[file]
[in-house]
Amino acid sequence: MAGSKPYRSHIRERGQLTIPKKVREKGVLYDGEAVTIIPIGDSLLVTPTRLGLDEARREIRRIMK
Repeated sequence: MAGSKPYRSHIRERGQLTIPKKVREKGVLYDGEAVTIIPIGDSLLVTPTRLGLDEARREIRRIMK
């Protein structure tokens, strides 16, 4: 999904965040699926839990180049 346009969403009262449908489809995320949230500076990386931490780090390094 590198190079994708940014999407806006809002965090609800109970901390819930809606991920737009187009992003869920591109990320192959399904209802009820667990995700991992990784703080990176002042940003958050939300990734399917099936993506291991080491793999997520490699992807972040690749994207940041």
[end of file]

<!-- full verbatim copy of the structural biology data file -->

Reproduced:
[in-house]
Amino acid sequence: MAGSKPYRSHIRERGQLTIPKKVREKGVLYDGEAVTIIPIGDSLLVTPTRLGLDEARREIRRIMK
Repeated sequence: MAGSKPYRSHIRERGQLTIPKKVREKGVLYDGEAVTIIPIGDSLLVTPTRLGLDEARREIRRIMK
């Protein structure tokens, strides 16, 4: 999904965040699926839990180049 346009969403009262449908489809995320949230500076990386931490780090390094 590198190079994708940014999407806006809002965090609800109970901390819930809606991920737009187009992003869920591109990320192959399904209802009820667990995700991992990784703080990176002042940003958050939300990734399917099936993506291991080491793999997520490699992807972040690749994207940041």